To breathe life into the issues we are raising through an exhibition of sculptures, installations and paintings has by no means been easy. Any dialogue between fields of an art/science nature must first of all establish which arguments to take on, how to address them and make them accessible by way of an exhibition. Among the many artist friends with whom I’ve worked over the years, as I contemplated them on my regular strolls between Sant’Elena, Via Garibaldi and the Riva facing the Grand Canal, I identified six chosen for their daring, their flexibility and their imagination, all appropriate attributes for a work of this nature.
I therefore invited Stefano Bombardieri to cross the lagoon with his three colossal whales hung upside down. A striking work of extraordinary size and impact which depicts well the disgrace of man’s conviction of his supremacy on this planet, right up to the point until nature will yield no longer. Monica Marioni was happy to release one of her wholly blonde northern Nymphs, from within of the icy waters of the northern pole. The result is a marine installation which forms a splendid introduction for visitors to the ensuing exhibition.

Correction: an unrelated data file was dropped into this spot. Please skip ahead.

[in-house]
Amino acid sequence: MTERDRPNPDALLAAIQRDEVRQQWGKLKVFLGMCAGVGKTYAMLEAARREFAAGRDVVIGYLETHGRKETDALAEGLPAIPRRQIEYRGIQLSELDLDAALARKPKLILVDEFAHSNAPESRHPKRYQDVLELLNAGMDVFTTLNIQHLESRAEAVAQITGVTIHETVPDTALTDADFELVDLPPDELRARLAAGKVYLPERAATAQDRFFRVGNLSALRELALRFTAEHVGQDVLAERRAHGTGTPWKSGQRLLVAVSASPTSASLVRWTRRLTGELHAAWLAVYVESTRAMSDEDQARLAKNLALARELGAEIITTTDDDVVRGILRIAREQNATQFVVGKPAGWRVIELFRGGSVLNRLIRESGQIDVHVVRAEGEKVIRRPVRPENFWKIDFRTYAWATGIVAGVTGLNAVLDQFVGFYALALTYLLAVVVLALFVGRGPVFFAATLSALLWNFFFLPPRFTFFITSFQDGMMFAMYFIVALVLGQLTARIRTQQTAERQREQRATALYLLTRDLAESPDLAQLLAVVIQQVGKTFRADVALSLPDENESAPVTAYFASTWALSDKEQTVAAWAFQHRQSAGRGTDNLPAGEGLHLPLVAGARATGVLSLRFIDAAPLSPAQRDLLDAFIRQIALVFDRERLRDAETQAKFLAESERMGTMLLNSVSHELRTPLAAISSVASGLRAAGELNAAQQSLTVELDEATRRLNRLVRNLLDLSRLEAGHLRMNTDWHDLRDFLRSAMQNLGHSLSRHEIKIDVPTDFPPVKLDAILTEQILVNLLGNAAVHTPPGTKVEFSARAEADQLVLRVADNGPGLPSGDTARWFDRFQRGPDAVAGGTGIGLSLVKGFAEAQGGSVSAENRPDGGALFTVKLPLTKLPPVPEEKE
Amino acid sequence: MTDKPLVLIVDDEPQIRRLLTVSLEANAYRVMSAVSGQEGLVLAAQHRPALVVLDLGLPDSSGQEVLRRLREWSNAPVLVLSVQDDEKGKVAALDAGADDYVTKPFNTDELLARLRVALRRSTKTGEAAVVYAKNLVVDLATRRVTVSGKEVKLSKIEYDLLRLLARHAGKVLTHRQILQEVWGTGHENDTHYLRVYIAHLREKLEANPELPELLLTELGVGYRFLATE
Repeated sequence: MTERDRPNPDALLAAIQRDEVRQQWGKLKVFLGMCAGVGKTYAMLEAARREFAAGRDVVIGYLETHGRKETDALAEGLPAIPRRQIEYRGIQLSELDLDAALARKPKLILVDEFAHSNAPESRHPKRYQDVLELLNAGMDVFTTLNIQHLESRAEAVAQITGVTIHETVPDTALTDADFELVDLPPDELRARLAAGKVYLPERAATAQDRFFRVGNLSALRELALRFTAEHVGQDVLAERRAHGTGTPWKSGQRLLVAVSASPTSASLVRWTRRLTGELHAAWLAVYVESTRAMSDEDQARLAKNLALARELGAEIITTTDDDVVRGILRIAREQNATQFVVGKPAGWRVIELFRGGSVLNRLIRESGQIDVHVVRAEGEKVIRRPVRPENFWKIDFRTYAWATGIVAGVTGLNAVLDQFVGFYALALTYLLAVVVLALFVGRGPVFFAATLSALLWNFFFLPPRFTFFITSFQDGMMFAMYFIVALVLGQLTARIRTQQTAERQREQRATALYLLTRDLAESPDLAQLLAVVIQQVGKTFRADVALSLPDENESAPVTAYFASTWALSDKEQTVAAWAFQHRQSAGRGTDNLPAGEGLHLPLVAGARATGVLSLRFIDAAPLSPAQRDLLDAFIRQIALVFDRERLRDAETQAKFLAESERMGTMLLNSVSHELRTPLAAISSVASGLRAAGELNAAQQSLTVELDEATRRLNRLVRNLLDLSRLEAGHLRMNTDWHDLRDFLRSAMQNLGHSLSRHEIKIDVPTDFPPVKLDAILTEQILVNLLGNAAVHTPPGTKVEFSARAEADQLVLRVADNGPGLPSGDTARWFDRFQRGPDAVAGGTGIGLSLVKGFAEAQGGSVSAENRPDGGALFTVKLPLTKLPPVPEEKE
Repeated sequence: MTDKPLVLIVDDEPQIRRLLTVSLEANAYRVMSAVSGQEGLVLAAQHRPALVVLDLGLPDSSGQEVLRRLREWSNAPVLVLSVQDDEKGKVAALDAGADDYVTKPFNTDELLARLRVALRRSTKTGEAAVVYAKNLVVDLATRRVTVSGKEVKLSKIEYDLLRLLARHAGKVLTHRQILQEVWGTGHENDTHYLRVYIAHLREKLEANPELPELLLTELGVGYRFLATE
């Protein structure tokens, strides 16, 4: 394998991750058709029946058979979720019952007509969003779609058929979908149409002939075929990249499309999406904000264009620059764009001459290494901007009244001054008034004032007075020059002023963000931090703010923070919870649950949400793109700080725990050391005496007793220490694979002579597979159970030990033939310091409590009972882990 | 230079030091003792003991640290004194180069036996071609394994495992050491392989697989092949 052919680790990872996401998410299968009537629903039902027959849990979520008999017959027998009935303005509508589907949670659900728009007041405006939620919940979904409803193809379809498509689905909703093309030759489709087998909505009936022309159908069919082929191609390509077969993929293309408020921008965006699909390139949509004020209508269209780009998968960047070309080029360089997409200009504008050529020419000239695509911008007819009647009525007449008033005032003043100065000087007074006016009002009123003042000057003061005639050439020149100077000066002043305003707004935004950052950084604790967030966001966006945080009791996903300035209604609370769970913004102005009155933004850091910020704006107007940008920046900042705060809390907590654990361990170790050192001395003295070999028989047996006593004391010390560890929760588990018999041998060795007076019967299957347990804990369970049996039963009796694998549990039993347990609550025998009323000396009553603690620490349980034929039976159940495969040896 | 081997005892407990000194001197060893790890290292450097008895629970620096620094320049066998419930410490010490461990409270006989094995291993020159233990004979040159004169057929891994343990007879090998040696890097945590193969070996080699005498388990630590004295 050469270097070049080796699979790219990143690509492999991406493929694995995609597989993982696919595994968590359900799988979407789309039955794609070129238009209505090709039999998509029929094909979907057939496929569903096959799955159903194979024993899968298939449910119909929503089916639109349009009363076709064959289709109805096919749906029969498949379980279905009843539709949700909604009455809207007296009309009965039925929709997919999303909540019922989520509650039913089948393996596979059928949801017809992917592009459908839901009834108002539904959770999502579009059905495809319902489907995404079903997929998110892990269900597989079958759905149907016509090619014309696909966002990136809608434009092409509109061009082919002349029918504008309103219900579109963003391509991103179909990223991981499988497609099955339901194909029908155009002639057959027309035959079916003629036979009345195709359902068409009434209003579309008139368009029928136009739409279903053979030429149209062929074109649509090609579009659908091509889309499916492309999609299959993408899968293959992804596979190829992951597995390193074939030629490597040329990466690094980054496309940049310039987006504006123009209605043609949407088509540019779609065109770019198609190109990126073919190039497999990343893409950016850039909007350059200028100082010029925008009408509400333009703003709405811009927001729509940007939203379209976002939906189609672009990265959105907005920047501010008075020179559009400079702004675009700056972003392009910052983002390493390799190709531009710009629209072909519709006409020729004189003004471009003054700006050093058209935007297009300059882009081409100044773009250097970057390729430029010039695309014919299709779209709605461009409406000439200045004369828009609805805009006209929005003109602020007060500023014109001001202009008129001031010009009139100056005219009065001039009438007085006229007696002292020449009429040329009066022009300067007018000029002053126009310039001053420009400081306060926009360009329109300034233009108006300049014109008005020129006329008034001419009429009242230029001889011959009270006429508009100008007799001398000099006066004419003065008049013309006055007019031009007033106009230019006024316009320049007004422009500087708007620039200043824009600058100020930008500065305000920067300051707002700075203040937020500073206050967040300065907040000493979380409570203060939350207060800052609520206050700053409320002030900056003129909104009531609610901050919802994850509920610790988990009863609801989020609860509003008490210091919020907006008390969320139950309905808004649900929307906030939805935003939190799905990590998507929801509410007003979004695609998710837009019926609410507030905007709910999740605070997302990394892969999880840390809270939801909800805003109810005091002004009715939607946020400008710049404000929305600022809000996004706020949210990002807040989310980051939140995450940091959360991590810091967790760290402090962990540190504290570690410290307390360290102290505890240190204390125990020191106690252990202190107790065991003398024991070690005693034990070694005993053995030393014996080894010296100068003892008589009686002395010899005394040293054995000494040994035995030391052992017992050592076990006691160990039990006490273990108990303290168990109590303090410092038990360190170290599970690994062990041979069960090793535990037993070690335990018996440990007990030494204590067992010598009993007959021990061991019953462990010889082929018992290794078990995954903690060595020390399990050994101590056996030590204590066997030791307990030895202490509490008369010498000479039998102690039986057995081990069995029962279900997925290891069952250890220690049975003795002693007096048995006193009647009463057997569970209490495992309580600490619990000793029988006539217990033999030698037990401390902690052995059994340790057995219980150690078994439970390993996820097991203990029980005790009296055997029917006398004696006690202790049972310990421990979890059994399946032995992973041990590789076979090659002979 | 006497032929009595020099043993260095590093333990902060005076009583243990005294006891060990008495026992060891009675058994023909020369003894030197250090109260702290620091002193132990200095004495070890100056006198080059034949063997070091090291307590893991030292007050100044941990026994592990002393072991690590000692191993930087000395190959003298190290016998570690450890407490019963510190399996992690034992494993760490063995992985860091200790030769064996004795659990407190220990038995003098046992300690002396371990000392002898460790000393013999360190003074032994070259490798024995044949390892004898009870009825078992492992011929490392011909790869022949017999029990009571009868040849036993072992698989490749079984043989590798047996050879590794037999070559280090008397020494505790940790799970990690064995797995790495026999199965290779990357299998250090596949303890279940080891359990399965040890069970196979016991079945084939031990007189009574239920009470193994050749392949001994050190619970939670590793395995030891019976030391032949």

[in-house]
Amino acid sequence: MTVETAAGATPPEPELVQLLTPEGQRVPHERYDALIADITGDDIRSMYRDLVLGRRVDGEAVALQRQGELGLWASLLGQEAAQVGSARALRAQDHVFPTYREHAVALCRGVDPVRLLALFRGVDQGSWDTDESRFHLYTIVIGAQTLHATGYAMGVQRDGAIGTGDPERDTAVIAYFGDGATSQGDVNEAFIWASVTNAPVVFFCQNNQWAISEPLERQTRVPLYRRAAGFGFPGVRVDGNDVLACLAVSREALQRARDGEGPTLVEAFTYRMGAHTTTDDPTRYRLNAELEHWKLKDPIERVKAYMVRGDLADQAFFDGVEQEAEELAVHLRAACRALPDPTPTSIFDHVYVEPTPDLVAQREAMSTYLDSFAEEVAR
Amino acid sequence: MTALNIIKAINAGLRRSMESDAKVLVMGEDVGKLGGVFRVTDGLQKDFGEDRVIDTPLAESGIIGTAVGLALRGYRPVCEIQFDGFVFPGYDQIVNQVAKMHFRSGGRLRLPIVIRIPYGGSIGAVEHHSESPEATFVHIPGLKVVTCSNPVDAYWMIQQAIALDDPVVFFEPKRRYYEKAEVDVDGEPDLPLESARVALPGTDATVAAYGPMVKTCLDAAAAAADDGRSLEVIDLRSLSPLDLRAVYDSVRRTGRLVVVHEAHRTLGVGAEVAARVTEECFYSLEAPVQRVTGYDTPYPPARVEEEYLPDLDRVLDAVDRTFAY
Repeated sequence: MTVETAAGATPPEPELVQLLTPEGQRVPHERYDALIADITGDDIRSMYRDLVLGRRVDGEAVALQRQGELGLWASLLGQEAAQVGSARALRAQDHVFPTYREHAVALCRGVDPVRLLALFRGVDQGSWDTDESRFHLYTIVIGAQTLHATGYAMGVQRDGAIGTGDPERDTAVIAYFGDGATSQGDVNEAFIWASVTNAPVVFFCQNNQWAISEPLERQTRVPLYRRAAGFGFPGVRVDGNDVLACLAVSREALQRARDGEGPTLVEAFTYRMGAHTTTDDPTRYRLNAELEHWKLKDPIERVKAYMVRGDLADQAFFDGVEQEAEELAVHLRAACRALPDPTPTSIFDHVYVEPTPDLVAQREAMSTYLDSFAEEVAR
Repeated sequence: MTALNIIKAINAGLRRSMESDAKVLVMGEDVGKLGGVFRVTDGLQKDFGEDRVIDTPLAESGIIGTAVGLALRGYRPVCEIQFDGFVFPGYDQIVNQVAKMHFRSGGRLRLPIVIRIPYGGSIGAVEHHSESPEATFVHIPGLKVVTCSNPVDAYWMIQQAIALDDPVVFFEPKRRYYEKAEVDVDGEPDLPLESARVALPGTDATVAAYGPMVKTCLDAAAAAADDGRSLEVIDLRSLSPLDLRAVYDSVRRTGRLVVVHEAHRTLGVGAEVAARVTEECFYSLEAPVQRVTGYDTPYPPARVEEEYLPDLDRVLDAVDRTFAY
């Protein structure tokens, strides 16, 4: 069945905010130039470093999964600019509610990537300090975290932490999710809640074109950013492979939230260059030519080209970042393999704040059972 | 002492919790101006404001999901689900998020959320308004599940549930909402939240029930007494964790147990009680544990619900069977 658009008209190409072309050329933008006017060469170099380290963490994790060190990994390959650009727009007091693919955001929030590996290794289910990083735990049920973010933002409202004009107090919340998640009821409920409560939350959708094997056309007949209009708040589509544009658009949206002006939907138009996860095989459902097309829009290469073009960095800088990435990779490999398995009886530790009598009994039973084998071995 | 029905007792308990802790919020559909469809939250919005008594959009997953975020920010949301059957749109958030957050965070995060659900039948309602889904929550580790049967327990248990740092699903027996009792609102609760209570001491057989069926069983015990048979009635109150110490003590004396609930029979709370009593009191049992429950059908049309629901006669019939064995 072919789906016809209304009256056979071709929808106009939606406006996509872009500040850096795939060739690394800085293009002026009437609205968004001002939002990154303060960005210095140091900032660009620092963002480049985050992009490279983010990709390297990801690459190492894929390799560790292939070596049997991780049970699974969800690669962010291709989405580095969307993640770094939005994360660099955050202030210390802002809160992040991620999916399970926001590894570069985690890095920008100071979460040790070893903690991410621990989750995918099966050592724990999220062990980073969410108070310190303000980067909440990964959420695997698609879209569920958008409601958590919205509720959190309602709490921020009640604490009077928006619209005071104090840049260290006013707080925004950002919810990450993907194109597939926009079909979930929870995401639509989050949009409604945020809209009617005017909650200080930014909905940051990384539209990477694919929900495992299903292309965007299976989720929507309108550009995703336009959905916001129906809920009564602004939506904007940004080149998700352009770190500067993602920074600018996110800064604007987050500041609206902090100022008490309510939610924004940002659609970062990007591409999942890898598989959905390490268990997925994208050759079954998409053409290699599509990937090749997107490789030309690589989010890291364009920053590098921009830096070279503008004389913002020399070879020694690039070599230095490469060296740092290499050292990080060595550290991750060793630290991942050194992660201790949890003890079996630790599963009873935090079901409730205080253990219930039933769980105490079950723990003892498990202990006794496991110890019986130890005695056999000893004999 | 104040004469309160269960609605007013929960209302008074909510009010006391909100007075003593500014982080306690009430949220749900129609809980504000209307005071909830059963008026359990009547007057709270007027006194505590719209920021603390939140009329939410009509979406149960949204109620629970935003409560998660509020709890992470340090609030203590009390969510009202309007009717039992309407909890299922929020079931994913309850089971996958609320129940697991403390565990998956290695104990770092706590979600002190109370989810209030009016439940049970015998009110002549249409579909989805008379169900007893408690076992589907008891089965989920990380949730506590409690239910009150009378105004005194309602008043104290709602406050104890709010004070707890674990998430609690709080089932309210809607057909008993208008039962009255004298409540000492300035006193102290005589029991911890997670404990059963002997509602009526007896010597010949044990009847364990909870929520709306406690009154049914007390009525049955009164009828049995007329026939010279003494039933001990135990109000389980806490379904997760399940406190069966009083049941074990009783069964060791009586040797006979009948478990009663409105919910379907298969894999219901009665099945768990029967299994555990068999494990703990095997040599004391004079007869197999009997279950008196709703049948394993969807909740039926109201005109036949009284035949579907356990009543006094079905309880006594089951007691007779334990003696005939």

To Ugo Riva, a classically-trained sculptor yet who you can rely on for reckless art forays too, I explained that ideally I’d like two sea gods created in a Hellenistic style to be exhibited amongst the other works, almost as if to give a blessing to the entire project. To Marialuisa Tadei in her poetic/religious vein I suggested that she create some enormous sea animals, and she responded immediately with her inimitable warm smile. Her contribution involves some extraordinary results in mosaic and astonishing drawings. Meanwhile friend Fulvia Zambon has brought her Carrozzine (baby carriages) to the seabed. Her often-wild mothers have turned into angelic sirens, and the babies, whilst still adopting the smiling human face have become transparent little fish swimming around happily. Finally I managed to convince Dania Zanotto to involve herself with things of the sea and its inhabitants and to incorporate the shamanic clothing that the Venetian artist weaves with her own hands, embroidering every tiny part. In this way the very preciosity of the deep comes calling within our own courtyard.